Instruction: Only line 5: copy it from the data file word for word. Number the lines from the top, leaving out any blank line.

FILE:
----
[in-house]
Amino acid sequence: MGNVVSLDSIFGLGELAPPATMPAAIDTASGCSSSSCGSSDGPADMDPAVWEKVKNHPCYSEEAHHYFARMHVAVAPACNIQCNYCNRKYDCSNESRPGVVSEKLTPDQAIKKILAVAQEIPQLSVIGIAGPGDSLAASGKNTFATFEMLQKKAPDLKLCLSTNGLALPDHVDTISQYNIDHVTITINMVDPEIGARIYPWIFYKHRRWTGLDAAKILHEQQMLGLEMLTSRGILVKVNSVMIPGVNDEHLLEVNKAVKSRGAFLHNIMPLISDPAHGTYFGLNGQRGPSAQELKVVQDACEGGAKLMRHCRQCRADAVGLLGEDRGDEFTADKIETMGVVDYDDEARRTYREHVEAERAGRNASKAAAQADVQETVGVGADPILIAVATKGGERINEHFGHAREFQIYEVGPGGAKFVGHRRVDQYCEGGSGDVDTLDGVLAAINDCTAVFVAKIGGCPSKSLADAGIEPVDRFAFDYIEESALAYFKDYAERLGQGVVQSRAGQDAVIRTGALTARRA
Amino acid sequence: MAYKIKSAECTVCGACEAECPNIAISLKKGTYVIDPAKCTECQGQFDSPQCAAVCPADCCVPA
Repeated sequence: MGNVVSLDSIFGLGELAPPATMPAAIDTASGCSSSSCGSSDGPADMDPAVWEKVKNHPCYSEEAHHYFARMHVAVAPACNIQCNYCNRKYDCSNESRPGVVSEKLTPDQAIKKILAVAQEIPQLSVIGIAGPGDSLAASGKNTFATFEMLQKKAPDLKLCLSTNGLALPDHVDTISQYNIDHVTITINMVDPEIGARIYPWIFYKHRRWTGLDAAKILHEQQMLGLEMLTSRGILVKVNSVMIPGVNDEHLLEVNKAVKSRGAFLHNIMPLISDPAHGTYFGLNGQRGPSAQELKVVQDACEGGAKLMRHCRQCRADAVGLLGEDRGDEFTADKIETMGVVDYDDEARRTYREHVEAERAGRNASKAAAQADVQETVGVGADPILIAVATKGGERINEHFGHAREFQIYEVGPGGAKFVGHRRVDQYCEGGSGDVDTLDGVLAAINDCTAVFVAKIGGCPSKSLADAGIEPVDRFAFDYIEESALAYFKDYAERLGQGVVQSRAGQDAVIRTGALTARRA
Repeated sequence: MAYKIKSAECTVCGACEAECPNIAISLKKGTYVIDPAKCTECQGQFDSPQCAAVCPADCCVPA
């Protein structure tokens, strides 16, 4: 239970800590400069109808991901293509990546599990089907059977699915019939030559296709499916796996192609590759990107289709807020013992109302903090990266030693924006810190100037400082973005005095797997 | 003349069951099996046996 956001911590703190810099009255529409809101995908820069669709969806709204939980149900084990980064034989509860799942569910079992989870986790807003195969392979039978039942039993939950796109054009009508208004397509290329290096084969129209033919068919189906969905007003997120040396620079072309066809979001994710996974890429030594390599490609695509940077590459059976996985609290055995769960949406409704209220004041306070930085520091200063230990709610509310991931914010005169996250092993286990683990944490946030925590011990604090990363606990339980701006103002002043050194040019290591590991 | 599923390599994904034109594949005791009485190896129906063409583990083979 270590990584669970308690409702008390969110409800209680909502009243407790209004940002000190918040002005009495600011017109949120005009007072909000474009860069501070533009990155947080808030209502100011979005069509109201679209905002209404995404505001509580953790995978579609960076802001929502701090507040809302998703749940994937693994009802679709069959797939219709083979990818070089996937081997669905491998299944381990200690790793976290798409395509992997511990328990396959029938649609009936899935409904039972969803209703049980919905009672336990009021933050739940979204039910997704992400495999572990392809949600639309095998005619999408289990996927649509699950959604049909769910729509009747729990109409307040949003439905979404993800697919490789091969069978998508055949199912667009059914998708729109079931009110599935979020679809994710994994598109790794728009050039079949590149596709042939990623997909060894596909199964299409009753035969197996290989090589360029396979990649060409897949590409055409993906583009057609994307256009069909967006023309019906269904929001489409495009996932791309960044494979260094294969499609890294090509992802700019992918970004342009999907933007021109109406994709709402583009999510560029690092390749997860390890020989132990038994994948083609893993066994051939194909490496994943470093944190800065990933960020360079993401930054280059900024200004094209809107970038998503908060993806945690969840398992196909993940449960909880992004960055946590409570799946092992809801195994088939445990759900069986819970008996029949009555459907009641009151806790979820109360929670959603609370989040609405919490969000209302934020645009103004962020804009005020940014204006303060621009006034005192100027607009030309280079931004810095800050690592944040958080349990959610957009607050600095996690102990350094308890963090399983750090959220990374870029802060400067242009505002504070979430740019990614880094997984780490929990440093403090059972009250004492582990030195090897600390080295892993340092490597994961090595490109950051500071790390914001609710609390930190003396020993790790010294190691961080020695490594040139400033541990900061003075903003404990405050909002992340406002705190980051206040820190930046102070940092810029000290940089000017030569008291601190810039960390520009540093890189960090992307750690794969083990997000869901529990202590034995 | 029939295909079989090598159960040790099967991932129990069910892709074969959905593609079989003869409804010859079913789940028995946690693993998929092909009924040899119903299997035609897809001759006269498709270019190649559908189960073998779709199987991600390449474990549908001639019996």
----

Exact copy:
Repeated sequence: MAYKIKSAECTVCGACEAECPNIAISLKKGTYVIDPAKCTECQGQFDSPQCAAVCPADCCVPA